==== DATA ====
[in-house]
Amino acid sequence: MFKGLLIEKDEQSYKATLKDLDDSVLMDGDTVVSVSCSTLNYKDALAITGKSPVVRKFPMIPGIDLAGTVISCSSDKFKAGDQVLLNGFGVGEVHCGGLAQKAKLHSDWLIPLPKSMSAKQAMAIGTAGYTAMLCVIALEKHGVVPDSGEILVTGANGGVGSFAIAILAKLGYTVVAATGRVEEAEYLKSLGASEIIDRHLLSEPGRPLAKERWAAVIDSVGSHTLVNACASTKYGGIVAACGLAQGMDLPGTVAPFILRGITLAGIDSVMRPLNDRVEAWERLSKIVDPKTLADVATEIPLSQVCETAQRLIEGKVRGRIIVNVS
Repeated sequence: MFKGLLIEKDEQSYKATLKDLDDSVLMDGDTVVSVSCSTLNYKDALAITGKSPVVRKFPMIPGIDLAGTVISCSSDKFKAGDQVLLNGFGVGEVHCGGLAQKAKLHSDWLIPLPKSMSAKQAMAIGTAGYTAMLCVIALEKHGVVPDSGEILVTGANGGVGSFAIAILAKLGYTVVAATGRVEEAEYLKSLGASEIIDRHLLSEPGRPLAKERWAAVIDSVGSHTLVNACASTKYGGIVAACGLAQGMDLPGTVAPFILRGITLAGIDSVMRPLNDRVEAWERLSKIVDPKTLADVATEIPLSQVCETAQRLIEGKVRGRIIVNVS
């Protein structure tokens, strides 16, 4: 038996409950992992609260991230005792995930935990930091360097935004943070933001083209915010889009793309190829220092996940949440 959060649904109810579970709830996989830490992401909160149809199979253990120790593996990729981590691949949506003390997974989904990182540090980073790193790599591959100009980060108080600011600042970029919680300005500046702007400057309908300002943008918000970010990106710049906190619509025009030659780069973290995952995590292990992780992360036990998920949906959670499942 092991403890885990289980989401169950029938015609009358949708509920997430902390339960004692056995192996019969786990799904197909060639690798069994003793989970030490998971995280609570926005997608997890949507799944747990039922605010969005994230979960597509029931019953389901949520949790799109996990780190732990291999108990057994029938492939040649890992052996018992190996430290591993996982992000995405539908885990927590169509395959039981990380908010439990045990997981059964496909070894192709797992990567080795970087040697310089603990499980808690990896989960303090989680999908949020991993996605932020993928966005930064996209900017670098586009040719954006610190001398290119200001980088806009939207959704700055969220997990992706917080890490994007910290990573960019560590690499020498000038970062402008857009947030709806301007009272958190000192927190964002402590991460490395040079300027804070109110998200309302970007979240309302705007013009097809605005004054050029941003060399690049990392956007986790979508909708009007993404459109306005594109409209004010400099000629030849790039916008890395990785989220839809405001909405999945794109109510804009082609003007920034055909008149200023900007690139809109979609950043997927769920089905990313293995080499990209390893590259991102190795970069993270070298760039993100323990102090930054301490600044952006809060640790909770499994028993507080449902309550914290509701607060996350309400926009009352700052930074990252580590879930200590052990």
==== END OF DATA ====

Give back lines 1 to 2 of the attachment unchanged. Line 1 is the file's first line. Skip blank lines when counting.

[in-house]
Amino acid sequence: MFKGLLIEKDEQSYKATLKDLDDSVLMDGDTVVSVSCSTLNYKDALAITGKSPVVRKFPMIPGIDLAGTVISCSSDKFKAGDQVLLNGFGVGEVHCGGLAQKAKLHSDWLIPLPKSMSAKQAMAIGTAGYTAMLCVIALEKHGVVPDSGEILVTGANGGVGSFAIAILAKLGYTVVAATGRVEEAEYLKSLGASEIIDRHLLSEPGRPLAKERWAAVIDSVGSHTLVNACASTKYGGIVAACGLAQGMDLPGTVAPFILRGITLAGIDSVMRPLNDRVEAWERLSKIVDPKTLADVATEIPLSQVCETAQRLIEGKVRGRIIVNVS